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  1. The embryonic period (the first 8 postfertilizational weeks) is subdivided into 23 morphological stages, which, because they are based on internal as well as external criteria, cannot be identified with confidence by ultrasonography.

  2. The three major divisions of the brain are found early (stage 9), closure of the neuropores seals the cerebrospinal cavity at 4½ weeks (stage 13), and the five main subdivisions of the brain are visible at 5 weeks (stage 15).

  3. The telencephalon is identifiable already at 4 weeks (stage 10) and begins to diverticulate at 5 weeks (during stage 14), but holoprosencephaly is more than a mere failure of diverticulation and may begin as early as 3 weeks (stage 8), as can cyclopia and anencephaly.

  4. The appearance of the cortical plate (stage 21) heralds the beginning of lamination of the cerebral cortex, the basal nuclei and internal capsule are progressing, and the brain is developmentally advanced at the end of the embryonic period.

  5. Prominent features during the fetal period are the C-shaped structures, including the corpus callosum, and the appearance of sulci and gyri on the cortical surface at the middle of prenatal life.

Prenatal life can be divided conveniently into (1) the embryonic period proper, that is, the first 8 weeks following fertilization, and (2) the fetal period, which extends to birth. The distinction between the embryonic and fetal periods is well founded and has long been established in human embryology. The embryonic period is that time during which new features appear with great rapidity, whereas the fetal period is characterized more by the elaboration of existing structures. Moreover, the vast majority of congenital anomalies appear during the embryonic period. The difference is highlighted by the fact that the embryonic period has been successfully subdivided into morphological stages, whereas the fetal period has so far defied such a procedure.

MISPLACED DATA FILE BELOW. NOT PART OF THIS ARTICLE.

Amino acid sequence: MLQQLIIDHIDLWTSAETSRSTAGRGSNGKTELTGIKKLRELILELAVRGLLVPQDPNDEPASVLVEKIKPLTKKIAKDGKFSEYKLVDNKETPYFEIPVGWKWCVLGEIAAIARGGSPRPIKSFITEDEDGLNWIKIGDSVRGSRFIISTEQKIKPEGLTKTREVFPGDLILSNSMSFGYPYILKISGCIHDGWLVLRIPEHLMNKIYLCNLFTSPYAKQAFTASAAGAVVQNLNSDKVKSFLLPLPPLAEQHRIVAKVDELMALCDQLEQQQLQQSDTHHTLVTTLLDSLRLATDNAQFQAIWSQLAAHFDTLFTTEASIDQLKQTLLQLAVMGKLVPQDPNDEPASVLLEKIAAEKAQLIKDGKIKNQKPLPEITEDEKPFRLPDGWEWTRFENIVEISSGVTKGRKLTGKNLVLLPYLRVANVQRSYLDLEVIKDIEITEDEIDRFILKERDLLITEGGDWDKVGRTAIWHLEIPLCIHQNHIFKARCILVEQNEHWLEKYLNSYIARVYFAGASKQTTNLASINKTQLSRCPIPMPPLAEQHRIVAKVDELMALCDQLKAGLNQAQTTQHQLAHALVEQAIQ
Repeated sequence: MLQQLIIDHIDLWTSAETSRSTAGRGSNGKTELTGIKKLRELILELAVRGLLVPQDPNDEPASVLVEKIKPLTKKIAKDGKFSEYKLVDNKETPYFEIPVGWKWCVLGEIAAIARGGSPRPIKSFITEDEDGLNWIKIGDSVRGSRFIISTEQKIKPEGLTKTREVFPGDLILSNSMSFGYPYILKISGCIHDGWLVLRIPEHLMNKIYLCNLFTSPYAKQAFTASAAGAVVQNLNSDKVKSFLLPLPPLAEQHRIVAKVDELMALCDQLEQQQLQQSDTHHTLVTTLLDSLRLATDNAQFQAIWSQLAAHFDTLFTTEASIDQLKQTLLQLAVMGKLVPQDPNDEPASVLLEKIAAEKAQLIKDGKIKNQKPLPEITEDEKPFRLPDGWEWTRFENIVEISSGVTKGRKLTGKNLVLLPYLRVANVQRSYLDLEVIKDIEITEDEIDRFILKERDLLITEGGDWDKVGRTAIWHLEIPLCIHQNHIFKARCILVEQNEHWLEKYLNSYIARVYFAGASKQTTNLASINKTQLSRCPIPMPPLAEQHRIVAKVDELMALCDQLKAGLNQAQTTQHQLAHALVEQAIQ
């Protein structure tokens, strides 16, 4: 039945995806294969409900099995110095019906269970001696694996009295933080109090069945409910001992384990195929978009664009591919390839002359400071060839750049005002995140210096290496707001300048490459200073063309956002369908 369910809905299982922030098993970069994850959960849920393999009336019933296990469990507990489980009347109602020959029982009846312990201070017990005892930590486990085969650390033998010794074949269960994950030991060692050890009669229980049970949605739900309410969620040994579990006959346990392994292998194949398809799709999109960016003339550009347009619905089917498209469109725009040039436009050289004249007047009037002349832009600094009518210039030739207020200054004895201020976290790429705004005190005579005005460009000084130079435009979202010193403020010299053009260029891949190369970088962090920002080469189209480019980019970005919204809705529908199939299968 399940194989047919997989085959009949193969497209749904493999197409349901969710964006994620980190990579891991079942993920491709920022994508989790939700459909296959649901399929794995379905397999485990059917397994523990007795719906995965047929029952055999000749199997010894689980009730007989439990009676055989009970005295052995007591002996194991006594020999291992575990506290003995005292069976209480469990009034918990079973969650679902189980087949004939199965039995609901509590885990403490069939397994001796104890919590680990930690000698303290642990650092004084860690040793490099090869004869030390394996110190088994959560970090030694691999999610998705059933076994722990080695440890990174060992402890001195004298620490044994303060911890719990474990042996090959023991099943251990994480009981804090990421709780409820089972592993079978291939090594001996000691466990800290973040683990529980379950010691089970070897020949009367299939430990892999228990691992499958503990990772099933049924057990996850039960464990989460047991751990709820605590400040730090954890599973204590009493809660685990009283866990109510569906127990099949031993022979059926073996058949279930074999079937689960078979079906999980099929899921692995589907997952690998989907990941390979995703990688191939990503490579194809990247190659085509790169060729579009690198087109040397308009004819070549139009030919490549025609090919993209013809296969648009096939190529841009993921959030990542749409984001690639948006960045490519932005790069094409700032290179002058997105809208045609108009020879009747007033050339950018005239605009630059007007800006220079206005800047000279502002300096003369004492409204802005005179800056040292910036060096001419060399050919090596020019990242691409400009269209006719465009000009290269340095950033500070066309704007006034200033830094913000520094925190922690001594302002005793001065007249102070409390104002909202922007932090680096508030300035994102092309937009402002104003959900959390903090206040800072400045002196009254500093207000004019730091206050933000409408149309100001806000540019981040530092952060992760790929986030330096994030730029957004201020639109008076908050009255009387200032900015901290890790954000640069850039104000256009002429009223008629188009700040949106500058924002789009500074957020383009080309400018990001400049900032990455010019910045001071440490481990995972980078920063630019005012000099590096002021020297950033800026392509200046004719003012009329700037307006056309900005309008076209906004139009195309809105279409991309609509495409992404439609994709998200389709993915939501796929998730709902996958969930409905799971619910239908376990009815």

The embryonic period has been divided into 23 developmental (Carnegie) stages (Table 2–1), which have been listed in detail by O’Rahilly and Müller,1 in whose monograph the early development of the human embryo has been thoroughly described. Each stage, on average, lasts slightly more than 2 days. The stages are based on both external and internal morphological criteria and depend mainly on features that change rapidly, such as the number of somitic pairs, the early appearance of the eye, and the form of the developing limbs. Although it may sometimes be possible to estimate approximately a given stage on ultrasonography, the staging system is based on having an embryo “in the hand” rather than in utero. Moreover, very early as well as late stages can be identified precisely only by histologic examination.


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